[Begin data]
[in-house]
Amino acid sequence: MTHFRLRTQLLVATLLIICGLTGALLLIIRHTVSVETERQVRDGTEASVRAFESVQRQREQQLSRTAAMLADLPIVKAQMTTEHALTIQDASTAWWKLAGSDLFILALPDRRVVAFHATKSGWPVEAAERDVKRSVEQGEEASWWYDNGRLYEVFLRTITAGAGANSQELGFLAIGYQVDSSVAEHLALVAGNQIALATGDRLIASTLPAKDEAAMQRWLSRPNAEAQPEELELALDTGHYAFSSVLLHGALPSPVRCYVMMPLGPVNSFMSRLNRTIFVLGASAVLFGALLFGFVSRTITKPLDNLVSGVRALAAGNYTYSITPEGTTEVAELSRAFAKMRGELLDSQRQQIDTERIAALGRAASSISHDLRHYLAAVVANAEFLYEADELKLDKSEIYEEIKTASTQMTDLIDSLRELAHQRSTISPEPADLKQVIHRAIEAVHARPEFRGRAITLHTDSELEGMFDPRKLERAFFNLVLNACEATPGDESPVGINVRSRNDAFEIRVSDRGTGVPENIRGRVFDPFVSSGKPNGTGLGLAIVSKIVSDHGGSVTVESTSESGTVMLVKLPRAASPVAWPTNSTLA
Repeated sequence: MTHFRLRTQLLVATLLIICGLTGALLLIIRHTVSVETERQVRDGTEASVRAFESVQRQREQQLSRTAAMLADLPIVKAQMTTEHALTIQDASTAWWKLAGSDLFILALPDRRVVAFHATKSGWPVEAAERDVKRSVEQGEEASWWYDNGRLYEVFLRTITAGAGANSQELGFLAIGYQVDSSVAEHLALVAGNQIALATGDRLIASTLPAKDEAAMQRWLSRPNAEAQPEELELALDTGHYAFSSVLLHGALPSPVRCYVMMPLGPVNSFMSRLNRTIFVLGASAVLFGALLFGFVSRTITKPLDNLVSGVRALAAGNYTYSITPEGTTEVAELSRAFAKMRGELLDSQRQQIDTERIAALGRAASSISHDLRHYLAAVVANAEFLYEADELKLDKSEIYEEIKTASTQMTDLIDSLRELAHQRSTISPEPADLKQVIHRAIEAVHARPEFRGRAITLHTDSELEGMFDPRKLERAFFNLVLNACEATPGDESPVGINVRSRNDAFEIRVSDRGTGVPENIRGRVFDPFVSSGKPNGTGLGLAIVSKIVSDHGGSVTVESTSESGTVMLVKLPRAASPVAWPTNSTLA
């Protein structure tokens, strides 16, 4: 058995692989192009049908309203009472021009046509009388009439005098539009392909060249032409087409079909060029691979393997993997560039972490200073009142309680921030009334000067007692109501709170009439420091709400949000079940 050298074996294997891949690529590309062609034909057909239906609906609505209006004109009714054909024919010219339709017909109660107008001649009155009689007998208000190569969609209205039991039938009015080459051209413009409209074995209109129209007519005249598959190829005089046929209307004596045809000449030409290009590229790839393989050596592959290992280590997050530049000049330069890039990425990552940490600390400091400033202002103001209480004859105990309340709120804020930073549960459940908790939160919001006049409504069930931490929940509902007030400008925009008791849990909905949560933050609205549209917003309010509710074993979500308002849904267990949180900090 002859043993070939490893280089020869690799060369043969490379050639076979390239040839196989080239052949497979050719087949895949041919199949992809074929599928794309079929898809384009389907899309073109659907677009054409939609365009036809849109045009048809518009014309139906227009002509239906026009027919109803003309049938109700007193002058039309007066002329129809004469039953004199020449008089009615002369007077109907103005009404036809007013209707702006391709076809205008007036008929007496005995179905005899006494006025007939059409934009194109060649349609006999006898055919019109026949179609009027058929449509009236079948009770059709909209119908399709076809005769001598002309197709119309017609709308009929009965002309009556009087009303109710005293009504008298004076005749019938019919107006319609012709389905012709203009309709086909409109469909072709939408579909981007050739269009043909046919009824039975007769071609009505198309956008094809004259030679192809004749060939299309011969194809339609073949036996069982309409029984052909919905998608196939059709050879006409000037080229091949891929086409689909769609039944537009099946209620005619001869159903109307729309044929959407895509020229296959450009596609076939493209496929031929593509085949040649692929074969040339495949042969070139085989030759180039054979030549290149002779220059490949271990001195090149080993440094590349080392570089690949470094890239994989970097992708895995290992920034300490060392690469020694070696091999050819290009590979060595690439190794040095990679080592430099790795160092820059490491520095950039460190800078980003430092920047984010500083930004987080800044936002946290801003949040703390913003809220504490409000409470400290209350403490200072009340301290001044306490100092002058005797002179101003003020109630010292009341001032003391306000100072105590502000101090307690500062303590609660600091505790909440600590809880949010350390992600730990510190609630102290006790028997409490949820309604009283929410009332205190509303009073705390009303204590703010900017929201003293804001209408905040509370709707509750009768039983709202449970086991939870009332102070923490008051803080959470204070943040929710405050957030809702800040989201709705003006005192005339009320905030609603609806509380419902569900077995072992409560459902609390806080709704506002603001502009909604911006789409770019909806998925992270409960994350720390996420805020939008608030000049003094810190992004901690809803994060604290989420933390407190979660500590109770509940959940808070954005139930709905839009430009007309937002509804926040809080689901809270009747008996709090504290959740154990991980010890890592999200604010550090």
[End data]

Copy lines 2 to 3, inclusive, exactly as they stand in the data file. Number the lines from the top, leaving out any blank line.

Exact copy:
Amino acid sequence: MTHFRLRTQLLVATLLIICGLTGALLLIIRHTVSVETERQVRDGTEASVRAFESVQRQREQQLSRTAAMLADLPIVKAQMTTEHALTIQDASTAWWKLAGSDLFILALPDRRVVAFHATKSGWPVEAAERDVKRSVEQGEEASWWYDNGRLYEVFLRTITAGAGANSQELGFLAIGYQVDSSVAEHLALVAGNQIALATGDRLIASTLPAKDEAAMQRWLSRPNAEAQPEELELALDTGHYAFSSVLLHGALPSPVRCYVMMPLGPVNSFMSRLNRTIFVLGASAVLFGALLFGFVSRTITKPLDNLVSGVRALAAGNYTYSITPEGTTEVAELSRAFAKMRGELLDSQRQQIDTERIAALGRAASSISHDLRHYLAAVVANAEFLYEADELKLDKSEIYEEIKTASTQMTDLIDSLRELAHQRSTISPEPADLKQVIHRAIEAVHARPEFRGRAITLHTDSELEGMFDPRKLERAFFNLVLNACEATPGDESPVGINVRSRNDAFEIRVSDRGTGVPENIRGRVFDPFVSSGKPNGTGLGLAIVSKIVSDHGGSVTVESTSESGTVMLVKLPRAASPVAWPTNSTLA
Repeated sequence: MTHFRLRTQLLVATLLIICGLTGALLLIIRHTVSVETERQVRDGTEASVRAFESVQRQREQQLSRTAAMLADLPIVKAQMTTEHALTIQDASTAWWKLAGSDLFILALPDRRVVAFHATKSGWPVEAAERDVKRSVEQGEEASWWYDNGRLYEVFLRTITAGAGANSQELGFLAIGYQVDSSVAEHLALVAGNQIALATGDRLIASTLPAKDEAAMQRWLSRPNAEAQPEELELALDTGHYAFSSVLLHGALPSPVRCYVMMPLGPVNSFMSRLNRTIFVLGASAVLFGALLFGFVSRTITKPLDNLVSGVRALAAGNYTYSITPEGTTEVAELSRAFAKMRGELLDSQRQQIDTERIAALGRAASSISHDLRHYLAAVVANAEFLYEADELKLDKSEIYEEIKTASTQMTDLIDSLRELAHQRSTISPEPADLKQVIHRAIEAVHARPEFRGRAITLHTDSELEGMFDPRKLERAFFNLVLNACEATPGDESPVGINVRSRNDAFEIRVSDRGTGVPENIRGRVFDPFVSSGKPNGTGLGLAIVSKIVSDHGGSVTVESTSESGTVMLVKLPRAASPVAWPTNSTLA